Film Review: Secuestrados (Kidnapped) (2010)


In recent years, horror has found a good deal of its standout films in the international arena, free from Hollywood constraints and the dominance of formula found so often in western cinema.

France, Spain, Japan, Australia, and Sweden have brought forth some of the most brutal and beautiful films of the genre, ranging from the ultra-real to the ridiculous. Somewhere in between, we find the Spanish film Secuestrados (2011, written/directed by Miguel Ángel Vivas and released in the U.S. as Kidnapped), an extremely tight, fast-paced, and unblinking look into the horror of home invasion. Well-made but mean, Secuestrados pulls no punches, a characteristic that, in the end, both makes and breaks this ferocious little film.

We’ve seen home invasion done before, with varying twists on a fairly simple theme:  unsuspecting homeowners are overpowered, menaced, and brutalized by one or more unyielding assailants, who pick off our protagonists one by one. In this respect, Secuestrados follows the formula, recalling Michael Haneke’s Funny Games in tone, sporting a heightened sense of alarming reality and an almost fuck-you attitude toward its audience. While this movie will hook you from the get-go and have you holding on for dear life all the way, its ultimately-confounding final moments make it hard to process; this is not a movie that leaves one clamoring for a second look.

< spoilers ahead.. >

Secuestrados begins with a punch to the gut and never lets up. In its opening scenes, we are shown a bound and badly-beaten man, plastic bag over his head, waking up disoriented and frantically searching for help. After stumbling onto a road and flagging down a passing car, he begs to use the driver’s phone, warning his family that danger is coming; there is chaos on the other end, and it’s obvious that he is too late.

In one of the very few cuts throughout the film, it’s at this point that we move to our protagonists: Jaime, Marta, and their teenaged daughter, Isa. Obviously well-off but otherwise unremarkable, they are bickering as they direct a moving crew. As night falls on their first evening in a new home, three hooded intruders burst in and overtake them, beating them immediately into submission as they begin the robbery. We see Jaime separated from his wife and daughter, and separated they remain through the duration of the film.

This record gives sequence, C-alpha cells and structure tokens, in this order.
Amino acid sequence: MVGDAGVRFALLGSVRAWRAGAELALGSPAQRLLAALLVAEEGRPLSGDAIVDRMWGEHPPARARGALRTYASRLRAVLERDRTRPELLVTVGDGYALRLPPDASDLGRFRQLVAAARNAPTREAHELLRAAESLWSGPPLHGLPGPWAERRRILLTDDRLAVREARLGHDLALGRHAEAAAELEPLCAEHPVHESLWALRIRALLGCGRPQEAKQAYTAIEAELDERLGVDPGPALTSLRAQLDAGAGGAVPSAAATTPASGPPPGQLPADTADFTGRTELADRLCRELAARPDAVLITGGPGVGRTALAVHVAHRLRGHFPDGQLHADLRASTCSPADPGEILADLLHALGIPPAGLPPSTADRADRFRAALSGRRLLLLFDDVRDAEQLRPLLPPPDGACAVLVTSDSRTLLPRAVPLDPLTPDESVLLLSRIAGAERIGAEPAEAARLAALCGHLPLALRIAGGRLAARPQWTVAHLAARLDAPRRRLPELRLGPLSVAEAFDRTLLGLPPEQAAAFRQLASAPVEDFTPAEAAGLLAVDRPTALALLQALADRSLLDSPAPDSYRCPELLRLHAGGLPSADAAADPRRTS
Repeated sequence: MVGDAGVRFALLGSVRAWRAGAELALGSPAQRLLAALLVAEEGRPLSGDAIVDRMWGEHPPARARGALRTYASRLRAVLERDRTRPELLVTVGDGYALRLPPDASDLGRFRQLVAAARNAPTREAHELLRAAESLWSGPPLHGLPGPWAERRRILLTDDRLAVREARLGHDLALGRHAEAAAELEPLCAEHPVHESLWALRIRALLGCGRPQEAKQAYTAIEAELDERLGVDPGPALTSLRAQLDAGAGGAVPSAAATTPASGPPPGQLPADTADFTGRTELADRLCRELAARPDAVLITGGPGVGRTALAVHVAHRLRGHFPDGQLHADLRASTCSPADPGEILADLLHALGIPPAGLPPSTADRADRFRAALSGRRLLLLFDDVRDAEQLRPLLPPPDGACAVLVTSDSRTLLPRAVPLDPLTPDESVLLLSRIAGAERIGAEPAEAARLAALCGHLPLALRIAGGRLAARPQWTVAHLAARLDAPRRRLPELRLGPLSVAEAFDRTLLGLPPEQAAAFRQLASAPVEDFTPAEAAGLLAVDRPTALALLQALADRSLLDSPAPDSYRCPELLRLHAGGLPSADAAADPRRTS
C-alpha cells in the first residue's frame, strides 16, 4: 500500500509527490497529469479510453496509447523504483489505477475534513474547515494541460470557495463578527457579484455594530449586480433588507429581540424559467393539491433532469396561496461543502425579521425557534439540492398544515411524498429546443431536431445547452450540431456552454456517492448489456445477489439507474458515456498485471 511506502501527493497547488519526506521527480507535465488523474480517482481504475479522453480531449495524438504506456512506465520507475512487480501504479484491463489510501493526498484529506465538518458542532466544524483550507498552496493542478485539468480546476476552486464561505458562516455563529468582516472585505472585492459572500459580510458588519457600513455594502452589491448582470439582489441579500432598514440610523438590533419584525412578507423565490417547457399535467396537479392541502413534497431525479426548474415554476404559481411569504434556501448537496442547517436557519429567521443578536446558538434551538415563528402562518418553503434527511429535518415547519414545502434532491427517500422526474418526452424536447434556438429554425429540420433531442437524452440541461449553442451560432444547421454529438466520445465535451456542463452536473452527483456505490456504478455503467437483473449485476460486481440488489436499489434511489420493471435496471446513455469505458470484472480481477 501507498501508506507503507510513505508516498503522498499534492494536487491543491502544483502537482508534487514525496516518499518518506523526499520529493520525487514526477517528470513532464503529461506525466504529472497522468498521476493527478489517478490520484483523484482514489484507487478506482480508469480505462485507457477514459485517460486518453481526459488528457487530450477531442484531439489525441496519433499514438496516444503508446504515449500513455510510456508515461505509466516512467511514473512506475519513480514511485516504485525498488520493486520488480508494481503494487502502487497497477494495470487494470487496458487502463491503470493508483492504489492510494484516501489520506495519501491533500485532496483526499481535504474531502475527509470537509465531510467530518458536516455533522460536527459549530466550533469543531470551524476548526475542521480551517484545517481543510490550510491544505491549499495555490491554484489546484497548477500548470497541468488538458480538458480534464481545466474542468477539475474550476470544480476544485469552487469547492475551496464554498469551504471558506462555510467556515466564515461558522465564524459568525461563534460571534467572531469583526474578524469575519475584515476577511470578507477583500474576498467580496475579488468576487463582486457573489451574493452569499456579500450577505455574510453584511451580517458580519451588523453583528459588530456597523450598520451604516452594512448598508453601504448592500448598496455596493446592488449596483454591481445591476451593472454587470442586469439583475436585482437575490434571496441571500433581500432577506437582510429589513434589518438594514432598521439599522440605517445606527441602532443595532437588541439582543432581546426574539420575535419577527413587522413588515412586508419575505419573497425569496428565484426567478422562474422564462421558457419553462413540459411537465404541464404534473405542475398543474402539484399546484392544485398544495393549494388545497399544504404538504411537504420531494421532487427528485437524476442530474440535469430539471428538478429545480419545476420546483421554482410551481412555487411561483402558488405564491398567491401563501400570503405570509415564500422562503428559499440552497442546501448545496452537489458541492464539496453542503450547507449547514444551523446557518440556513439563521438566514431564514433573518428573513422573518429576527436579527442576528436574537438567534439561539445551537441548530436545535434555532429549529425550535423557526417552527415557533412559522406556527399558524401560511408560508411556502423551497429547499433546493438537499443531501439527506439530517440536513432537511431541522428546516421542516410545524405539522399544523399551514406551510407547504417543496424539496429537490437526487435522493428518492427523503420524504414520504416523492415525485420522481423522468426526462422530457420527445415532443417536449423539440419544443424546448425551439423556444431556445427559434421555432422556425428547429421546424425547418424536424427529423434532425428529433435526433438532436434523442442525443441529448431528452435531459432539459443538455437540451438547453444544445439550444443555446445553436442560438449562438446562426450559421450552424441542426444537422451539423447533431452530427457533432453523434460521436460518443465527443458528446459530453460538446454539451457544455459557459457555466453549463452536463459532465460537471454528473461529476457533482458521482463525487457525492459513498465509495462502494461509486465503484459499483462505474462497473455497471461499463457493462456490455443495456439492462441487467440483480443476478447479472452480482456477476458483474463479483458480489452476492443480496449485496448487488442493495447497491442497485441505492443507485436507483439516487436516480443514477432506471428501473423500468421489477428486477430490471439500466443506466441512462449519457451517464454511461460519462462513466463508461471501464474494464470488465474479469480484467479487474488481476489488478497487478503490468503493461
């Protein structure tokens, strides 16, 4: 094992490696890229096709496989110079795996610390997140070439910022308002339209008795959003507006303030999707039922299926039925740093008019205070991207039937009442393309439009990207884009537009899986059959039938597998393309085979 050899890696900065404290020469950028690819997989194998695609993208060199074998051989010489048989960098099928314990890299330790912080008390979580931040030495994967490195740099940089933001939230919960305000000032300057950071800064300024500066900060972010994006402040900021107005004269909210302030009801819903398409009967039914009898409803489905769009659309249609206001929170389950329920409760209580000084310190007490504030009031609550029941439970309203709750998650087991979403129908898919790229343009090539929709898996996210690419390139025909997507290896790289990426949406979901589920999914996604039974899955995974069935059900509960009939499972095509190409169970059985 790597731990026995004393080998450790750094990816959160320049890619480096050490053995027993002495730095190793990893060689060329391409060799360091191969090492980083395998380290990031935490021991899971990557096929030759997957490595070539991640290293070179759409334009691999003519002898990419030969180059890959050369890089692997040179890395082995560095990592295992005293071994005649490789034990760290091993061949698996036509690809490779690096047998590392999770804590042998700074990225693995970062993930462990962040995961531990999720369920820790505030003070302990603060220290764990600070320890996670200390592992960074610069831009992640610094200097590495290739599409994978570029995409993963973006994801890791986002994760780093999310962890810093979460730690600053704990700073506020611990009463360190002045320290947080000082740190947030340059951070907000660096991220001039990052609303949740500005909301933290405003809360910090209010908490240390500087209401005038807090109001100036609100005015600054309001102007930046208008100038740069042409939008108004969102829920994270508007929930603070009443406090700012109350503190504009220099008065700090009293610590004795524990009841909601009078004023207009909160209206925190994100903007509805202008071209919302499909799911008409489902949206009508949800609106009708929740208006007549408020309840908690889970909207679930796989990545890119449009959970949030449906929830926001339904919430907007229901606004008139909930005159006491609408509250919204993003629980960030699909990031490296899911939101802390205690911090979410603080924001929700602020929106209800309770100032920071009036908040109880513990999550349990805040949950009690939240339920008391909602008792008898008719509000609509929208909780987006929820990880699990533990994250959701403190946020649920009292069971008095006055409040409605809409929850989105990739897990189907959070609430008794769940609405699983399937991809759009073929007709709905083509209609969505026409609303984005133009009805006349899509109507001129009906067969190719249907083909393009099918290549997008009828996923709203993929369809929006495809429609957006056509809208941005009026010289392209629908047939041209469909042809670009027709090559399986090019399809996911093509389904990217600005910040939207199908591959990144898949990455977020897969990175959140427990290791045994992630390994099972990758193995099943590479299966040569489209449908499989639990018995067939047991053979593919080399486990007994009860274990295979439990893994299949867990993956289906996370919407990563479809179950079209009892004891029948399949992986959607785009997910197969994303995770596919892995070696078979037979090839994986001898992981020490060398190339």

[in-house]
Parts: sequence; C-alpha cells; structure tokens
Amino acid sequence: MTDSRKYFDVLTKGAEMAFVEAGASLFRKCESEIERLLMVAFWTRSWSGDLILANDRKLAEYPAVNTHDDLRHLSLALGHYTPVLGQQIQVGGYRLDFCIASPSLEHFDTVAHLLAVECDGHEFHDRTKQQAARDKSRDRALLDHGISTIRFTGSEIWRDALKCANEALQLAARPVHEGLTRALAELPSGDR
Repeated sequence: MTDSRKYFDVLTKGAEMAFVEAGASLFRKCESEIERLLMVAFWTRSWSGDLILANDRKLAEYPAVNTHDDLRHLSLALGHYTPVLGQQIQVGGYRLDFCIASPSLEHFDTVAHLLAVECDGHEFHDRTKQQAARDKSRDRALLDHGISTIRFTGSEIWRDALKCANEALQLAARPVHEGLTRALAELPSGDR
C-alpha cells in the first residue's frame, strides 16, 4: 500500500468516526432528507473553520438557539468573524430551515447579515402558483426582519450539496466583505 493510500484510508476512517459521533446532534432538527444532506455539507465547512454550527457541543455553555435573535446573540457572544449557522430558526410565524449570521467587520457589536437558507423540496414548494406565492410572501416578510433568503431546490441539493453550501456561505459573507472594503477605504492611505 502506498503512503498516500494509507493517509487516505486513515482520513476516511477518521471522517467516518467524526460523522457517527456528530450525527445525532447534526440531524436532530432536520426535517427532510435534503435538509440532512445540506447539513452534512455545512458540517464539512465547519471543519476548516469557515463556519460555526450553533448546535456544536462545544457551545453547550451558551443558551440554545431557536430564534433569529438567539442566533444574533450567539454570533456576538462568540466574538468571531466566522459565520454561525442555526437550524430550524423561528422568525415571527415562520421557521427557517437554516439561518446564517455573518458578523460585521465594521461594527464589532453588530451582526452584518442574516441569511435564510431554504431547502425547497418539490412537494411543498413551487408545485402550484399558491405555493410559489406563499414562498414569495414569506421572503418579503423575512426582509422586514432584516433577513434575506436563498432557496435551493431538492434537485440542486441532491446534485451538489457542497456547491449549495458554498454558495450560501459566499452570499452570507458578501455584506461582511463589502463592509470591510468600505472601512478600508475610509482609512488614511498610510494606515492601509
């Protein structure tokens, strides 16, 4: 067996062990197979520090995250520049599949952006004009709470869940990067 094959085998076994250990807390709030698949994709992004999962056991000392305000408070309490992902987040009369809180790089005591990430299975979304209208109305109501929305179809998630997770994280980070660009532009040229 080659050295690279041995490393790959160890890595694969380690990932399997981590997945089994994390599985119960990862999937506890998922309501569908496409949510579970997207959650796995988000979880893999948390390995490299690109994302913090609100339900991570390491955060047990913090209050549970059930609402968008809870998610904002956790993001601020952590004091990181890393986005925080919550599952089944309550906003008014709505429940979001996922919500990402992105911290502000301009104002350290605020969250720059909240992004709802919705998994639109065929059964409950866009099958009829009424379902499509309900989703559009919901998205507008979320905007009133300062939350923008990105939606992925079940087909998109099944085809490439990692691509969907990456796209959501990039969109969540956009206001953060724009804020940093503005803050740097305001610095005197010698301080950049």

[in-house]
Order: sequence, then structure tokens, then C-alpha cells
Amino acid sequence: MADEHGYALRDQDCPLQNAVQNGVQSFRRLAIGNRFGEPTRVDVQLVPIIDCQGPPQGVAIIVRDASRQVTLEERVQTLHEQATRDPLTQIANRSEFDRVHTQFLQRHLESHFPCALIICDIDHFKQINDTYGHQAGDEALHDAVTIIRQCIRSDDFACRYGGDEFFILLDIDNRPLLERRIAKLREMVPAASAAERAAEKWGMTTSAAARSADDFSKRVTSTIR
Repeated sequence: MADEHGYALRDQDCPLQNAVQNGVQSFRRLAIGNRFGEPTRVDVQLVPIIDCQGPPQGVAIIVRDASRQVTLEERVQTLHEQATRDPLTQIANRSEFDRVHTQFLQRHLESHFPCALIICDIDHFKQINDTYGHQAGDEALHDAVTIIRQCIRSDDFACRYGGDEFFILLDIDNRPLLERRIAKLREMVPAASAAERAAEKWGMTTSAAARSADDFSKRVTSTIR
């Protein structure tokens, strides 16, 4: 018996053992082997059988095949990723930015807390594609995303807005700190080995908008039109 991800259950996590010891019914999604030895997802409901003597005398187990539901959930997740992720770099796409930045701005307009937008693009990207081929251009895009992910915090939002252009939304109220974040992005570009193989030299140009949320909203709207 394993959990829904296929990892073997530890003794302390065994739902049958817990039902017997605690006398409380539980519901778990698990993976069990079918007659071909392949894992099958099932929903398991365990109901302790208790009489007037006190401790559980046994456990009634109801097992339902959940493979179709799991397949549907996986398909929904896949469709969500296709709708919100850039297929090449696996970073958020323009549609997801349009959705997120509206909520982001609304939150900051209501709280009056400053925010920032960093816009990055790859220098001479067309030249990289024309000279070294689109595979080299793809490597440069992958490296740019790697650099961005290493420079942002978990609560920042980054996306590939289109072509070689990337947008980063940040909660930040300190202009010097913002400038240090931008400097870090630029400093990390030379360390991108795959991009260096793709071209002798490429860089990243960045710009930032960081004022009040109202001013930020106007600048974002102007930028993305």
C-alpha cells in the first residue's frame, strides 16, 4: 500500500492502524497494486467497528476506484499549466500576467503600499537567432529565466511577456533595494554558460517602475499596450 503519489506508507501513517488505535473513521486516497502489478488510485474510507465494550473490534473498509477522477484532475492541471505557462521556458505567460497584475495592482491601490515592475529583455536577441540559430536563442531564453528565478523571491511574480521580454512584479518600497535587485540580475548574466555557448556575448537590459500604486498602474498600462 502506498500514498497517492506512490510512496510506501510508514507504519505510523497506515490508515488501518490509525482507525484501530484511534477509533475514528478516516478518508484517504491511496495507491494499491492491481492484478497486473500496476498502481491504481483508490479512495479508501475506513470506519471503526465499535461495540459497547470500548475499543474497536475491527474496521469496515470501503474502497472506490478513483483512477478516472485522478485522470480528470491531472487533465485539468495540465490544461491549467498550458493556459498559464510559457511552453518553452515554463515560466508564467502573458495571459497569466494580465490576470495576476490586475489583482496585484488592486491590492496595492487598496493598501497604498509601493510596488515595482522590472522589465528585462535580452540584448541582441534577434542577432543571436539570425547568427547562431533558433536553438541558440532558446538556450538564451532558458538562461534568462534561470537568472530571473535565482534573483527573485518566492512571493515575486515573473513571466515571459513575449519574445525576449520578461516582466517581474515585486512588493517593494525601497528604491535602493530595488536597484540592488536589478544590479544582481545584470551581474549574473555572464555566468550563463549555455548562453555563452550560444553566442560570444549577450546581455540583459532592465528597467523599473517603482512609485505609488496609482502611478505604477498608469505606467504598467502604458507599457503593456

Alone with two captors, the women are terrorized in relatively standard fashion for what feels like an eternity; the film’s sparse editing provides a real-time immersion in their panic. As the women are chased unendingly through the house, the camera follows, continuously placing the viewer squarely inside the action and ratcheting up the film’s ever-present feeling of suspense. Several obstacles confront the antagonists: Jaime attempts to get help, an unexpected visitor arrives at the house, a policeman comes to investigate reports of screaming. All of these complications are dealt with swiftly, leaving the intruders to their assault and culminating in the policeman’s murder and the rape of Isa.

Isa manages to gain the upper hand, bludgeoning her rapist with a very heavy and previously-telegraphed piece of abstract art. She subsequently overtakes his partner, and the feeling of relief is palpable as the screen splits to reveal Jaime, coming home after crashing his vehicle and seemingly neutralizing his own captor. The family, in various states of shock, tearfully reunites; here, where it feels like the credits should be rolling, Jaime’s passenger returns, blowing each family member’s head off in rapid succession.

Secuestrados is brilliantly filmed, sharply edited, and incredibly well-directed, with enough gore to satisfy the bloodthirsty and enough tension to engage any discriminating horror fan. With the volume at 11 and all cylinders firing, it’s all the more disappointing when the ending falls flat on its face. There is no resolution, which begs the question – why? – and nearly discredits the ninety minutes of torture just endured. Yes, this movie plants itself firmly in reality, and sometimes real life is just like that. Unbelievable, senseless violence is often inflicted on the oblivious with justice never served, but it’s hard to make peace with a film that builds itself up to what feels like a non-ending. For me, it simply didn’t work, and left me with the feeling that it never figured out how to reconcile its own actions.

All things considered and despite its flaws, Secuestrados is a tight, beautifully crafted kick in the ass, worth a one-time watch at your most masochistic


About Kara_E

Kara is a Senior Office Assistant for the Center for Genomics and Bioinformatics at Indiana University. A past English major and lifetime writer, she has also served both as an actress and behind-the-scenes assistant for several projects with our friends at Clockwerk Pictures. Kara lives with her husband in Bloomington, Indiana. In her spare time, she is a freelance editor/proofreader for international students at Indiana University, and serves as an organizer of the Dark Carnival Film Festival (

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